Just before sunrise, the hive of the meat animals became visible.  A dying oasis.  Muddy standing water and drying trees surrounded by the stone nests of the meat animals and a camp of the Stinging-hunters just outside.  The Kinslayer ached to begin the search.  To move into the hive and find the scent of the Necessary one.  It rivaled the Need.  It rivaled the Fear of having rebelled against the Collective.  It rivaled the Fear of the Factor.  One was Enemy-of-kin.  One was Kinslayer and Harvester-no-longer and all because of the Purpose.  The Need-to-find-the-Necessary-One. 

One needed to be patient.  The Effective Clutch, broken now, would inform the Factor of the existence of the hive of the meat animals sometime in the next cycle.  The Swarm would then assemble for an all out assault.  It would take time.  The Kinslayer had maybe two or three cycles to search before the Swarm came.  All depended upon the Kinslayer. 

The sun broke the edge of the desert.  The heat came like an angry Factor.  The light meant no cover and dryness for One’s crop.  One must conserve.  One must be patient.  One buried One’s self and calmed One’s processes.  All went bl-

Monday, July 24, 2017

25 No one of consequence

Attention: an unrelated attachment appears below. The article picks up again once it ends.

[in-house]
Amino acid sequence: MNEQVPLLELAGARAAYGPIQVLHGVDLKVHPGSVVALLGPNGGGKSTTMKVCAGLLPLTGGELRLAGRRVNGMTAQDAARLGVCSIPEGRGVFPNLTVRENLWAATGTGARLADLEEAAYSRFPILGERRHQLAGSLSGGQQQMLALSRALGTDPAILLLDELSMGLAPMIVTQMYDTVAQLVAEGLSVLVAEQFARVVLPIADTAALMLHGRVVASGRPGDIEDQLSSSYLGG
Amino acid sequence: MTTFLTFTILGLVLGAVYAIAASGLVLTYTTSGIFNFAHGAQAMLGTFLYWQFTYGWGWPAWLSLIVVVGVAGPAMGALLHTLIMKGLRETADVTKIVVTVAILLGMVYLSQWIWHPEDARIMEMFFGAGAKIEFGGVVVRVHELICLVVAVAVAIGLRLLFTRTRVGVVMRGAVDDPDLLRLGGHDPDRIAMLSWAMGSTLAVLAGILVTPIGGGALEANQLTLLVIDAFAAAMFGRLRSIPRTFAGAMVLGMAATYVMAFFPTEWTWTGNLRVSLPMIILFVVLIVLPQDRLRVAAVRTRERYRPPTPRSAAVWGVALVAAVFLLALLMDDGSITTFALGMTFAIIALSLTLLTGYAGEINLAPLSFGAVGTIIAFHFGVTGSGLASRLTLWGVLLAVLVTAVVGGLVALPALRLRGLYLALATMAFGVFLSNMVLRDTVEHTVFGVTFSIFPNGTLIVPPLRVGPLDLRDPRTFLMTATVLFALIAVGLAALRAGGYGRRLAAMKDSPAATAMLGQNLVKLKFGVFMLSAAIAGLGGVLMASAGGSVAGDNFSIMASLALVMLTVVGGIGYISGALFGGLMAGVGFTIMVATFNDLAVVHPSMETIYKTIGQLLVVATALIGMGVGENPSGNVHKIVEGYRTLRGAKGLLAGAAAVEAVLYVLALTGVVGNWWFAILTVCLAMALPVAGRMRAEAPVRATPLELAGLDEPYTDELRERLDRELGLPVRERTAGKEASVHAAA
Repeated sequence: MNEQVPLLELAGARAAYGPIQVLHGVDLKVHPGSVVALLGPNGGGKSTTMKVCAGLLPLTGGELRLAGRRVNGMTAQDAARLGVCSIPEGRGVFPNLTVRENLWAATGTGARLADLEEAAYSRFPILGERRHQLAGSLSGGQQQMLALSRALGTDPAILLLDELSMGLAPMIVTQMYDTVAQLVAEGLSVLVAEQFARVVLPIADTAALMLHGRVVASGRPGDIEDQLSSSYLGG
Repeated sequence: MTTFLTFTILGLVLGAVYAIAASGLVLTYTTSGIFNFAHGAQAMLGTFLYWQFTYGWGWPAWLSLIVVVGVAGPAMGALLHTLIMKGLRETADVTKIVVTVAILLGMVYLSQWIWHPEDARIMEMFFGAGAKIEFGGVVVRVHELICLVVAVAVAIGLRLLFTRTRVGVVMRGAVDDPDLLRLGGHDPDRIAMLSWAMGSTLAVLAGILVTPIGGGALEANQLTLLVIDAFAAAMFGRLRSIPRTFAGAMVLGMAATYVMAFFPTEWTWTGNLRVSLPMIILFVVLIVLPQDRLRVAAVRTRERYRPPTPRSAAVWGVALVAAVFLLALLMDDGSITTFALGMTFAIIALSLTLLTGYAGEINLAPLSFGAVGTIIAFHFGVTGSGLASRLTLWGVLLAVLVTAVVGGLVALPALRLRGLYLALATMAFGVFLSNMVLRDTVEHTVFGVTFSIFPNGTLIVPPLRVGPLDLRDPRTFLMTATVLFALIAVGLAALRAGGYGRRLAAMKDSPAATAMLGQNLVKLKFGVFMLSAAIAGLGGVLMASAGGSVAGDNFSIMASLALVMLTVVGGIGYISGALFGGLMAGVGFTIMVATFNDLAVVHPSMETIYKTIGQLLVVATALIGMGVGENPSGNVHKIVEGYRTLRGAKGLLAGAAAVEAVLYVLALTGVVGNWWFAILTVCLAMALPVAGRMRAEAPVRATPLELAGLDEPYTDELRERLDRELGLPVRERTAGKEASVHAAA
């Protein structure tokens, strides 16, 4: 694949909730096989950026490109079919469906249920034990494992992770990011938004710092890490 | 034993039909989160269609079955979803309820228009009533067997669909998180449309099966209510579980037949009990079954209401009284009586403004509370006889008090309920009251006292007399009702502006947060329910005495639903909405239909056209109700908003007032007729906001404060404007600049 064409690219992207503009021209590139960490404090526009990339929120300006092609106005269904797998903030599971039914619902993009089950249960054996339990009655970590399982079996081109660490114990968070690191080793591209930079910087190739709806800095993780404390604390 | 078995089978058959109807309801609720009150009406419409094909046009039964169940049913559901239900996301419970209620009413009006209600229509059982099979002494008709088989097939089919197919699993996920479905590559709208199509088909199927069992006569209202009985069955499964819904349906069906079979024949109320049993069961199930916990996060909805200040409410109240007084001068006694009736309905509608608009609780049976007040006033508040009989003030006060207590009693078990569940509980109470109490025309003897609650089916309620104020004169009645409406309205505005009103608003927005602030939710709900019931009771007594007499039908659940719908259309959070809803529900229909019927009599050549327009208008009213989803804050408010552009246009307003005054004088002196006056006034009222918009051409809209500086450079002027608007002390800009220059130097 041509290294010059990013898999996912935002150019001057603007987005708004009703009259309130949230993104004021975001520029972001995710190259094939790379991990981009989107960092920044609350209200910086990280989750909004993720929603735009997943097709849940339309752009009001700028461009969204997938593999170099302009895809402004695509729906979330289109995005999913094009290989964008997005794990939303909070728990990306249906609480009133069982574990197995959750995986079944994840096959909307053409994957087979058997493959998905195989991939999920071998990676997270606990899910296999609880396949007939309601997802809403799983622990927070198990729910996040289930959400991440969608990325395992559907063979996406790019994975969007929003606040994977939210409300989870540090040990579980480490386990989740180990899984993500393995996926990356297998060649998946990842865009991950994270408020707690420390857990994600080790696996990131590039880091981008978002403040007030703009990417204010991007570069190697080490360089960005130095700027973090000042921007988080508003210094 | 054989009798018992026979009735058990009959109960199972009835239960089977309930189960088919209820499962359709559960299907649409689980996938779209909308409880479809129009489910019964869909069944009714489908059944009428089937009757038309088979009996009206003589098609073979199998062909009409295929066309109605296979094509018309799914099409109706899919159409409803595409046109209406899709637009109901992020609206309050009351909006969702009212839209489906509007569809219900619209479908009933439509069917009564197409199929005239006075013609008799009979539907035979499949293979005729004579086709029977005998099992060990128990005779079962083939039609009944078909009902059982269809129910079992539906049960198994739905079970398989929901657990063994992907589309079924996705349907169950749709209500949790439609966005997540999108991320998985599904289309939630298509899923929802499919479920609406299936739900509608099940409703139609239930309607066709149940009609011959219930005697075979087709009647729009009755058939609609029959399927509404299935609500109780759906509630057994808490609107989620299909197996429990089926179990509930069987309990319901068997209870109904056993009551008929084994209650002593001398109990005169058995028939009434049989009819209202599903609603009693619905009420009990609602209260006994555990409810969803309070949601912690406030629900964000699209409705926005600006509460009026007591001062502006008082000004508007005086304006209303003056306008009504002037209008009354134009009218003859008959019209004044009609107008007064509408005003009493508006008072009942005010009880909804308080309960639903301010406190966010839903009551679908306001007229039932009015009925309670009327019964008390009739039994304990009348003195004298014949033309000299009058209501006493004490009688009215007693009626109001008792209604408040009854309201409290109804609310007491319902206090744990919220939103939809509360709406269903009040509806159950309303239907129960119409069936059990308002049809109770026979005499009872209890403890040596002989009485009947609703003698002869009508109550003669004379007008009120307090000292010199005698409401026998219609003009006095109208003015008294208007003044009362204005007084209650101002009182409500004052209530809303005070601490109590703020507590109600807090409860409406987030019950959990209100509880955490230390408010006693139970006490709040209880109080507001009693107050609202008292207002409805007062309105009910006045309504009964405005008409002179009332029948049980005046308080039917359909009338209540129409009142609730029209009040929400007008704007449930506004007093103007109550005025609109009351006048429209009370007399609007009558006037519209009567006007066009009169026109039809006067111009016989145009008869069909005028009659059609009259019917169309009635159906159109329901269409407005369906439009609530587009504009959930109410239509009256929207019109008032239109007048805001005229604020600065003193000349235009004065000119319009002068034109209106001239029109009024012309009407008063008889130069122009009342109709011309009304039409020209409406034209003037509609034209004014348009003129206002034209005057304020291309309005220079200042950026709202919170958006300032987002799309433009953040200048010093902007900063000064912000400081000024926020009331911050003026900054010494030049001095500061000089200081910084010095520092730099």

The new prisoner was trundled in and his manacles were locked to a heavy, weighted iron chair.  Then the guards left.  The Major affected not to notice for at least ten minutes.  Then he hit record on his pad, set it upon his desk and rocked back in his chair.  “Who are you?” Major Nakba asked the blind man.

“I am Ch’Byartha, Major.  I work in the mess tent.”

“Yes, I know.  You showed up on our doorstep about two weeks ago looking for work.  Before that you were a scullion in the House Al-Ghafil near the citadel.  Before that you were a vagrant beggar, suspected pickpocket and confidence man, and a street performer on the wharves.  You bought passage here on a skiff owned by the Lightfoot Street Mercantile Collaborative in East Avalon, where you were also a vagrant beggar, suspected pickpocket and confidence man, and a street performer on the docks.  It is who you were before you washed up among the flotsam and jetsam that collects in such places I am most curious about.”